As many of you know, the hardest thing about running a web site isn't building it but keeping it up on a daily basis. Links come and go, HTML tags evolve, and it is easy to introduce small errors when you inadvertently make other changes to your pages. While there are plenty of products that will allow you to build a pretty capable web site from scratch, the harder task is finding a tool that will help you fix up an existing site. My friend Dave Piscitello at Core Competence (email@example.com) had the experience of having to try some of the online-based web inspection tools for a new web site. These tools run across the Internet and examine your site from afar, then provide lots of reports and suggestions on how to clean up your act. Here is his report.
Recently, I went through the ordeal of revising and re- hosting a web site developed by another company's HTML programmer. The site was not overly large, but it was complicated, the HTML was sloppy, the graphics slow, and the changes I ultimately introduced were, well, massive. I normally use NetObjects Fusion for my HTML coding and site development. Fusion has the benefit of doing the lion's share of the grunt work for me, such as checking HTML syntax and spelling and verifying URLs and links. But for Fusion to work, you have to start a site and continue to live inside it. I needed something else for this other site, and decided to try out three online site inspection services. The three were:
I set out to quickly syntax check my web pages and verify my links. All three sites use various agents and bots to scan through your pages and provide reports that you view in a browser. But all three do more than just check for broken links. For example, they look at how you have written your META tags to predict how the search engines will process your site. They'll tell you whether your pages contain browser-specific HTML extensions. They'll also tell you how "popular" your pages are: in the case of Dr. Watson, a service bot queries Altavista to see what pages point to yours. Now, some of this stuff you could do yourself if you had the time or knew the right commands. But it is nice to have something automated scan through your site and provide reports.
Sometimes the reports are a bit tedious: if anything the inspections border on being too fussy than too lenient with your code. I guess that is a good thing: I'd rather have more information that I could ignore than incomplete reports.
There's more. Dr. Watson and SiteInspector will estimate page download speeds over various links. That is a good reminder that not everyone in the world is coming into your site from a T1. NetMechanic offers a service called GifBOT that cuts down on your image file size by removing unused color information. SiteInspector provides a link to the search engine registry site called Submit-It, and also has tools that help you create mailing lists and discussion groups for your site.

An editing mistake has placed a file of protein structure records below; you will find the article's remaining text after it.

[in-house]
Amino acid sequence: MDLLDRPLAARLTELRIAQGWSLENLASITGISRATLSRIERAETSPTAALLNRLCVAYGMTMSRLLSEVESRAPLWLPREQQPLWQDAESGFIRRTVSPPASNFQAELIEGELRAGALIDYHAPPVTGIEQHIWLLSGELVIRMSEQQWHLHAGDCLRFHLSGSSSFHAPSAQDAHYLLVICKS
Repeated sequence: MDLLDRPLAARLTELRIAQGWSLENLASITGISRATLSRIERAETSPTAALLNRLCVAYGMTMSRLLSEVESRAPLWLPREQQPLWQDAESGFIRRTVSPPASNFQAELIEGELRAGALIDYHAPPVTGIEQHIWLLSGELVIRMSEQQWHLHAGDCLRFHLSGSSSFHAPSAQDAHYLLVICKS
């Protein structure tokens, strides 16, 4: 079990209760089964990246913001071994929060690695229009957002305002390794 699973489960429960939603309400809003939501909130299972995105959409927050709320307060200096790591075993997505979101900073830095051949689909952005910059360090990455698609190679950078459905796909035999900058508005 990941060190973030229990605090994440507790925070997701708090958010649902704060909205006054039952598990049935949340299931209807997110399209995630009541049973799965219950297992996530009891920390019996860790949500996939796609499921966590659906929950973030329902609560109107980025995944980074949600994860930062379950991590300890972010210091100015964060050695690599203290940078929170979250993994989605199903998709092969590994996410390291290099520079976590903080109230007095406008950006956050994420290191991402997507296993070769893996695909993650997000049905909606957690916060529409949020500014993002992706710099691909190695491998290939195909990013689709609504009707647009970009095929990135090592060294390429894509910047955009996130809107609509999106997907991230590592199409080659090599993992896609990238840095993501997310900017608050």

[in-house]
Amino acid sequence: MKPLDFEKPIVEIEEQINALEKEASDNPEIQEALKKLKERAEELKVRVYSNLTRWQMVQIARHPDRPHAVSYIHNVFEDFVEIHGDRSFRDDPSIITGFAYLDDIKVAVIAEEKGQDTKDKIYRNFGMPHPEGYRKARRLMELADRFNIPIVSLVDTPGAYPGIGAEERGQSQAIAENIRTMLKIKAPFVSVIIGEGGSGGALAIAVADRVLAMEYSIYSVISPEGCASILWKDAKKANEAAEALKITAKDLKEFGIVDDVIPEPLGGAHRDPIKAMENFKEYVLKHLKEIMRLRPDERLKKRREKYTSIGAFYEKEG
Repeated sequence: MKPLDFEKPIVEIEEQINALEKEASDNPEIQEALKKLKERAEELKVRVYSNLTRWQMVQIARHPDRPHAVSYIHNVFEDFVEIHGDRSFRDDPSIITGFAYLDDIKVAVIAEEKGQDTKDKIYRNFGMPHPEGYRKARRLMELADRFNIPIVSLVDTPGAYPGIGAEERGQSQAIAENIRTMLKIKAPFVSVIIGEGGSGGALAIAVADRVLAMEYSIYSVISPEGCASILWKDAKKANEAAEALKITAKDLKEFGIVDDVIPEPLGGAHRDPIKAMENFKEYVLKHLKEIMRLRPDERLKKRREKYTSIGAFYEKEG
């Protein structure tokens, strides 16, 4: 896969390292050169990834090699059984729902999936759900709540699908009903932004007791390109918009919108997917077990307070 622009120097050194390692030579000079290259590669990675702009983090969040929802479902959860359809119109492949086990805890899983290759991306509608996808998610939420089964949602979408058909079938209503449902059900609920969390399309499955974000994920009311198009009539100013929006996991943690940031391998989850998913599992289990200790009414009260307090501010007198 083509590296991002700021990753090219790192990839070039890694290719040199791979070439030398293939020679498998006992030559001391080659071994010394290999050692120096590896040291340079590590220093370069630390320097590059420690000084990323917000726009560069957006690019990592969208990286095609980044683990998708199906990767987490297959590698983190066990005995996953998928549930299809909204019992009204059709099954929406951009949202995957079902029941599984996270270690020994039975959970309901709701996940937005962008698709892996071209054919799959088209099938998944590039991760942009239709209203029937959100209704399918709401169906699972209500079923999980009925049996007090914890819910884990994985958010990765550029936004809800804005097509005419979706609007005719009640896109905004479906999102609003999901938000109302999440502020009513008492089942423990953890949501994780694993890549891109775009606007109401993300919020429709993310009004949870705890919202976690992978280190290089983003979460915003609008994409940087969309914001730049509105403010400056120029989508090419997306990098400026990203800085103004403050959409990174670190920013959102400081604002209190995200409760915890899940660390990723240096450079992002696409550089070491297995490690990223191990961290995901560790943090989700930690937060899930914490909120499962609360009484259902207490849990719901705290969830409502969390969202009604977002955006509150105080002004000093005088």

I set out to syntax check my web pages. Five hours later, I had a pristine and freshly registered site with fast images, lean clean HTML, correct links, and improved META tags. More help or more work? I suppose I can console myself with the thought that I've done the web at large a small service by reducing the number of inefficient sites by one. And, I managed to pick up a few good HTML coding habits in the process.
What about costs? Dr. Watson is a free service. LinkExchange offers their SiteInspector services without charge, but encourages you to join their site promotion cooperative for a fee. Monte Sano offers some services for free, while others, such as their 24 by 7 server monitoring and other software, are not free but aren't that expensive either. The most expensive thing is really your time to plow through the reports and make the changes to your pages.
So which site should you use? During my five-hour inspection spree, I used and compared results from all three services. All the services are worth a visit to verify your site. I'd give SiteInspector a small edge over Dr. Watson only because LinkExchange offers more services. Over time, if you're developing lots of web sites, the software from NetMechanic might be a good choice, especially if you're a dial-in user.
+1 (516) 944-3407
entire contents copyright 1998 by David Strom, Inc.
Web Informant is ® registered trademark with the U.S. Patent and Trademark Office